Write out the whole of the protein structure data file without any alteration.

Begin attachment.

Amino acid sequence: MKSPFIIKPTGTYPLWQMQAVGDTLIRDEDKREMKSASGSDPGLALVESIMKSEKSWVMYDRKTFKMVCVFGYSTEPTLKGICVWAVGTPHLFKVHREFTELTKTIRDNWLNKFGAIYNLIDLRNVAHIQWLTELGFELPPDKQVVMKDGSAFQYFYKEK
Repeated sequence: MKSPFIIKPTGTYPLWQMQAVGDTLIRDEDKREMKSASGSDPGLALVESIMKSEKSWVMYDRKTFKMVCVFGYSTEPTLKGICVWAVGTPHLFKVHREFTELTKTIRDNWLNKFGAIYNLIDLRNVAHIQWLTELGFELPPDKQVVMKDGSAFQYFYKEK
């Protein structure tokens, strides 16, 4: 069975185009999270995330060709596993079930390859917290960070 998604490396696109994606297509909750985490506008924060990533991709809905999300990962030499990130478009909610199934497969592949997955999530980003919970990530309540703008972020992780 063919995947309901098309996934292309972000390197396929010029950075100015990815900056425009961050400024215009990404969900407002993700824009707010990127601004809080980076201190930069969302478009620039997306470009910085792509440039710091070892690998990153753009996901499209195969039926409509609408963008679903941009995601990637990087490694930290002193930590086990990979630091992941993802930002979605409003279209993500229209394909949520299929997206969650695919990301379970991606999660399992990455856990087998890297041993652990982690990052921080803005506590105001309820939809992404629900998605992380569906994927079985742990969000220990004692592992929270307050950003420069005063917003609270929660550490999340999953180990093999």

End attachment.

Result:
Amino acid sequence: MKSPFIIKPTGTYPLWQMQAVGDTLIRDEDKREMKSASGSDPGLALVESIMKSEKSWVMYDRKTFKMVCVFGYSTEPTLKGICVWAVGTPHLFKVHREFTELTKTIRDNWLNKFGAIYNLIDLRNVAHIQWLTELGFELPPDKQVVMKDGSAFQYFYKEK
Repeated sequence: MKSPFIIKPTGTYPLWQMQAVGDTLIRDEDKREMKSASGSDPGLALVESIMKSEKSWVMYDRKTFKMVCVFGYSTEPTLKGICVWAVGTPHLFKVHREFTELTKTIRDNWLNKFGAIYNLIDLRNVAHIQWLTELGFELPPDKQVVMKDGSAFQYFYKEK
């Protein structure tokens, strides 16, 4: 069975185009999270995330060709596993079930390859917290960070 998604490396696109994606297509909750985490506008924060990533991709809905999300990962030499990130478009909610199934497969592949997955999530980003919970990530309540703008972020992780 063919995947309901098309996934292309972000390197396929010029950075100015990815900056425009961050400024215009990404969900407002993700824009707010990127601004809080980076201190930069969302478009620039997306470009910085792509440039710091070892690998990153753009996901499209195969039926409509609408963008679903941009995601990637990087490694930290002193930590086990990979630091992941993802930002979605409003279209993500229209394909949520299929997206969650695919990301379970991606999660399992990455856990087998890297041993652990982690990052921080803005506590105001309820939809992404629900998605992380569906994927079985742990969000220990004692592992929270307050950003420069005063917003609270929660550490999340999953180990093999």